Thanks to the passage of the Local Community Radio Act, and the efforts of the Prometheus Radio Project, this October nonprofits and community groups will have a one-time chance to apply for and start community radio stations nationwide.
Two years ago, President Obama signed the Local Community Radio Act into law. The legislation effectively opened the airwaves to hundreds of new low power FM radio stations. But in order to be among those hundreds of new radio station hosts, you need a license. Applications can only be submitted October 15-29, but prospective applicants can begin preparing for the process by looking at the application on the FCC’s website.
Low-power FM (LPFM) stations operate at 100 watts and reach listeners in an area from 3-10 miles in diameter. These licenses are free and available only to non-for-profit, local organizations. Because they are relatively easy to start and operate, low power radio puts media in the hands of a wide range of community groups–from arts and cultural organizations to neighborhood groups to civic groups and social change agents. Well-suited groups are those with strong local roots, some staff or volunteer capacity to take on new projects, and a mission to serve their community.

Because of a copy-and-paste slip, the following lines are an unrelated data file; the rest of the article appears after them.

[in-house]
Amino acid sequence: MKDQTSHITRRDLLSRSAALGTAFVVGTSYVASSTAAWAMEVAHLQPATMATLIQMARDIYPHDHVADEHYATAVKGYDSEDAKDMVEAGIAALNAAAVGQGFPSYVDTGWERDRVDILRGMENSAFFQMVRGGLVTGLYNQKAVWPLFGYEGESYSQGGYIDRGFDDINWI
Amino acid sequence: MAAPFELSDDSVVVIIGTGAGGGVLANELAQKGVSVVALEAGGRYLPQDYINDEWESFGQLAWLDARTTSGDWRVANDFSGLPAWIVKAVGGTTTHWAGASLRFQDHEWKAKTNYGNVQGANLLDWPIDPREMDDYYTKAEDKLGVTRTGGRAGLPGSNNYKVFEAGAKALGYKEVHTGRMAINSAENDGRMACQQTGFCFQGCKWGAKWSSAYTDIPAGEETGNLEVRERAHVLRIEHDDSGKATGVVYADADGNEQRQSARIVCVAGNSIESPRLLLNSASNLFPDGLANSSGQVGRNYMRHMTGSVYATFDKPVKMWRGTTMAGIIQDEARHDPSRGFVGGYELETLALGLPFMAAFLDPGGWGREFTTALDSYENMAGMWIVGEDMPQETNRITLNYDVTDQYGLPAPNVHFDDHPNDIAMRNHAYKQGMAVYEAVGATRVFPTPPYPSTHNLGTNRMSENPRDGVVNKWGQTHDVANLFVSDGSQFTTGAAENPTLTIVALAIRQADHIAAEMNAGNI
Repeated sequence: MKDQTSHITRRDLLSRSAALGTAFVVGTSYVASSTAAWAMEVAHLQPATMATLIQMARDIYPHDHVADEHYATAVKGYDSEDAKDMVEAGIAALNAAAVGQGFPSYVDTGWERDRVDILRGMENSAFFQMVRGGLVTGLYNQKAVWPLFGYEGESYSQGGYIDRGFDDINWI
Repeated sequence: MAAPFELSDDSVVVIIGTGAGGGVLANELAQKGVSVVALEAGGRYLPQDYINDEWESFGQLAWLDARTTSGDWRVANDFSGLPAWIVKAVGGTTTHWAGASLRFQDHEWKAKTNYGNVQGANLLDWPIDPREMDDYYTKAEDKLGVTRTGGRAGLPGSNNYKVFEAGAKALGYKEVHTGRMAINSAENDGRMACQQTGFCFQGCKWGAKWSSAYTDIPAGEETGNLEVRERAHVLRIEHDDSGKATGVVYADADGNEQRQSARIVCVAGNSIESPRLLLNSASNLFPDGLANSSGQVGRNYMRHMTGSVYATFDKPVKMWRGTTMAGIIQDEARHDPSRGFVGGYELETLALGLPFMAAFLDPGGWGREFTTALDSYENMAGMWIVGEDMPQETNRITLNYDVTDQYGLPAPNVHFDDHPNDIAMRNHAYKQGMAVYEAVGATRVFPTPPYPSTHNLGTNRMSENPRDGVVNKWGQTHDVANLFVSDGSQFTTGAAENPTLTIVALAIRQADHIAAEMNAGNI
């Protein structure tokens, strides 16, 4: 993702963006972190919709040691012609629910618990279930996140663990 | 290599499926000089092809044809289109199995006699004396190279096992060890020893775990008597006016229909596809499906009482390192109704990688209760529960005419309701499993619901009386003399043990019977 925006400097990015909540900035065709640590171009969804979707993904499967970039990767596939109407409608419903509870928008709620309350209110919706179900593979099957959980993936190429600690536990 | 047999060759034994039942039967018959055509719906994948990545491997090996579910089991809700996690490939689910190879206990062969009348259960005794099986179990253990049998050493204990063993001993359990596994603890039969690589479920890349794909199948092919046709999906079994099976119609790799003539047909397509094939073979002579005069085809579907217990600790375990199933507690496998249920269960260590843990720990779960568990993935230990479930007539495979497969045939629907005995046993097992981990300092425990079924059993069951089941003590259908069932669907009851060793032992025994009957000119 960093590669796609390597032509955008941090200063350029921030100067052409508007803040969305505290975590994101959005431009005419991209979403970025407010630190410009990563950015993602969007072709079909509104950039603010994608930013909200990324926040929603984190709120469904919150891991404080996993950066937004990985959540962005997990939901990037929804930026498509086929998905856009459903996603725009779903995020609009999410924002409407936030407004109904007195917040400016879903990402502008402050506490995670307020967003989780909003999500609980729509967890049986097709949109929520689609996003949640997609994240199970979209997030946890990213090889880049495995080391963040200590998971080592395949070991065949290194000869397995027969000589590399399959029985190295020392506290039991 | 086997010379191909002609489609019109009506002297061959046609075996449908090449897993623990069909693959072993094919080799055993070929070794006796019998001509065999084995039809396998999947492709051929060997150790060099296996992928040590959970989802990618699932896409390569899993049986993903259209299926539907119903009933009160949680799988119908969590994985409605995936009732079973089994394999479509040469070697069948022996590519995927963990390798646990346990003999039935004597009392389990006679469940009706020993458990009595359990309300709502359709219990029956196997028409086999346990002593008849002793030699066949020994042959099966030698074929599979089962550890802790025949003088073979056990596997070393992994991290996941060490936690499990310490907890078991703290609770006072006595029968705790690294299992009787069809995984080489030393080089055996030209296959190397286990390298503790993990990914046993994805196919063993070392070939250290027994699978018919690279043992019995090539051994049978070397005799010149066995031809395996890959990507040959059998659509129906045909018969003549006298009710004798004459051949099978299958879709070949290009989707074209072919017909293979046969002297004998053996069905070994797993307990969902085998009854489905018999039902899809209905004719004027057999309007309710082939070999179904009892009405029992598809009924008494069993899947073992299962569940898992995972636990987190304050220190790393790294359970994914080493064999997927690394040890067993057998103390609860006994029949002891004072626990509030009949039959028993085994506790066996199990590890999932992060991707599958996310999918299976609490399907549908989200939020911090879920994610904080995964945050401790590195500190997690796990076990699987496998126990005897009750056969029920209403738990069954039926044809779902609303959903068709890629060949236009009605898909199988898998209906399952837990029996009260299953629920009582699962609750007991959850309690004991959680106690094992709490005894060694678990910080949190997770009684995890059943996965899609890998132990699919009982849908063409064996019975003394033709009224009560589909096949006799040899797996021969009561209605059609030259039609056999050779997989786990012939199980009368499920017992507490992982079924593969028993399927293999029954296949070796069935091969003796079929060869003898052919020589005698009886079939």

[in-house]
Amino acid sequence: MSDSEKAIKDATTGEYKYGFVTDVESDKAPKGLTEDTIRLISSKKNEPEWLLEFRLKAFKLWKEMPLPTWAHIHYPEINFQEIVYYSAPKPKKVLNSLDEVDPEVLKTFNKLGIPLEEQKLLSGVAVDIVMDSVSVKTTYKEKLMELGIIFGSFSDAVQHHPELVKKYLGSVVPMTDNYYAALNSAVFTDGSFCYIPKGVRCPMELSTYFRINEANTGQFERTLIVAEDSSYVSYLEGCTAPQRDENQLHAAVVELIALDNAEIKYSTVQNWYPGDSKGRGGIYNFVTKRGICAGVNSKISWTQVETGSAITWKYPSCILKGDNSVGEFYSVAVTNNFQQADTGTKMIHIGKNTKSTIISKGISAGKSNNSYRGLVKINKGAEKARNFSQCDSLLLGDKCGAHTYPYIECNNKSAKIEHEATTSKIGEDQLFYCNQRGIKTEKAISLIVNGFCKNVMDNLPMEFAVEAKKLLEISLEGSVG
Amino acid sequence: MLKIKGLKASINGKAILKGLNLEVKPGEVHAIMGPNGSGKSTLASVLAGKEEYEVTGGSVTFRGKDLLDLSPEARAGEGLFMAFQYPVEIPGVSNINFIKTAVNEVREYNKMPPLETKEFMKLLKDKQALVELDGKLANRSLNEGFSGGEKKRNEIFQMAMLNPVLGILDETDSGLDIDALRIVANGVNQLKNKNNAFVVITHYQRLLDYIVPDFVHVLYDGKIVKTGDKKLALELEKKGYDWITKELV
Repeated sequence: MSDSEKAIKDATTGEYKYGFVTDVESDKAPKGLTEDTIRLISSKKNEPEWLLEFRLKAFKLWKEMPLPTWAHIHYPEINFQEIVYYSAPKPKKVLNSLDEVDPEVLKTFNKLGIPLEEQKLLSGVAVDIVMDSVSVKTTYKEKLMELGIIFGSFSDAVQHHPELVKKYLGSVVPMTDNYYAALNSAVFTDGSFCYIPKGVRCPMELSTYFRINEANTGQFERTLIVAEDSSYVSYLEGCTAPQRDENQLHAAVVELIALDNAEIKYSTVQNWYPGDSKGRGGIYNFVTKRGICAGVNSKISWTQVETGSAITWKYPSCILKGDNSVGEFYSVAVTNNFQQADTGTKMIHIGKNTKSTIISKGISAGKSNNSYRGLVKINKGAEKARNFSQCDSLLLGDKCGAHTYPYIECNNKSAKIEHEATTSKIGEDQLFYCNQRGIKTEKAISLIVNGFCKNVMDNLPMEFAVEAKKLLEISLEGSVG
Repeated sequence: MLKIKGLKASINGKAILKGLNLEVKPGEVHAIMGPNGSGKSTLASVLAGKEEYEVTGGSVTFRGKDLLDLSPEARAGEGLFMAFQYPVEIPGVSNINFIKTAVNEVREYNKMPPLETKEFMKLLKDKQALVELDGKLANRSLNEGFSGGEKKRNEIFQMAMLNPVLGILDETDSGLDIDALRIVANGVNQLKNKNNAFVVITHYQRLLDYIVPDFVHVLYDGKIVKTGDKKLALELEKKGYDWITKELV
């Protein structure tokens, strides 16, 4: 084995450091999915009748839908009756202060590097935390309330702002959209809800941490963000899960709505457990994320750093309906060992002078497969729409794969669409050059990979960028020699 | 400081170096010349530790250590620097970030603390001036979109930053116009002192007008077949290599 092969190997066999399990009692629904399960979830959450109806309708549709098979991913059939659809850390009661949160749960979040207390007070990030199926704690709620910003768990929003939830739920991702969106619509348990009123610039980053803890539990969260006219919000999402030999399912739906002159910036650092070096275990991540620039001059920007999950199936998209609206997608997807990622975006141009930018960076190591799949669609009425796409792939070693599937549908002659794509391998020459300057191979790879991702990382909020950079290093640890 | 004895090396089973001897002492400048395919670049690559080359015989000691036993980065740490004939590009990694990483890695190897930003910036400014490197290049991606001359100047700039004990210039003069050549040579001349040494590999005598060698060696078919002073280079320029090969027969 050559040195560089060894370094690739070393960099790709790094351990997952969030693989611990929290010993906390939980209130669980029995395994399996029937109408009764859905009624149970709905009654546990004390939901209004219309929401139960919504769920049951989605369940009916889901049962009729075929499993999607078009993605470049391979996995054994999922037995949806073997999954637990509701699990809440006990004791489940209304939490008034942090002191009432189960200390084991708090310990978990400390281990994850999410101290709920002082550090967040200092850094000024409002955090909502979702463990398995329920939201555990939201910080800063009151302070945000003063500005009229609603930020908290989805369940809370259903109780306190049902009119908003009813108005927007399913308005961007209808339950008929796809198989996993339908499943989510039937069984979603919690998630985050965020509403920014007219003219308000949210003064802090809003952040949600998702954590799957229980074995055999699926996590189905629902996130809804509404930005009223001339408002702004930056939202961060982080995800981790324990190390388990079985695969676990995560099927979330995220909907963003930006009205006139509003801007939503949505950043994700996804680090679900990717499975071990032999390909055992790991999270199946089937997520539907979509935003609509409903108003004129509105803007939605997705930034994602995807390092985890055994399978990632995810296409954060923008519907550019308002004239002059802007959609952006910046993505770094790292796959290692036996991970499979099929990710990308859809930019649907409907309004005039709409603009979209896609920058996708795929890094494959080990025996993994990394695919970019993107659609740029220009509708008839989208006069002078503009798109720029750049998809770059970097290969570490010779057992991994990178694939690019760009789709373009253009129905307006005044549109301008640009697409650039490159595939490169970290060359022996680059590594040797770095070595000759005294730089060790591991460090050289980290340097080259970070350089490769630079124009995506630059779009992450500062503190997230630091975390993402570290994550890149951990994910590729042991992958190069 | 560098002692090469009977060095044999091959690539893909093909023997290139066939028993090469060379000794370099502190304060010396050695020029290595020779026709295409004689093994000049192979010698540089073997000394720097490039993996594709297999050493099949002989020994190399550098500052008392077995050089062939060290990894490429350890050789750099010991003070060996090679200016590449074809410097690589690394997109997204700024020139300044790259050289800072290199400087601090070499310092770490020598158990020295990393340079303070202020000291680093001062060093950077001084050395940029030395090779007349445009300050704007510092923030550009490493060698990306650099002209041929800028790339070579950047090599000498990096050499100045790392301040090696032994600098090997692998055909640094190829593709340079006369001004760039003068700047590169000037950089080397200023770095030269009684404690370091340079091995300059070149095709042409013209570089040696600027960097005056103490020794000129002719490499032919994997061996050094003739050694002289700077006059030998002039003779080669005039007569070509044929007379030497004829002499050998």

The deadline for this one-time opportunity is October. To apply, groups will need to have an engineering survey done of the station site, which costs anywhere from $500-$2,000. After applications are submitted, the next thing to do is to wait for a decision from the FCC. Groups that are approved for a license have 18 months to finish raising funds, start construction, and get on air. The total cost of a low-budget station is around $10,000-$15,000.
The Prometheus Radio Project is providing free support to community groups on navigating the FCC application process and the nuts and bolts of starting stations. To get support, groups need to fill out an application on their website.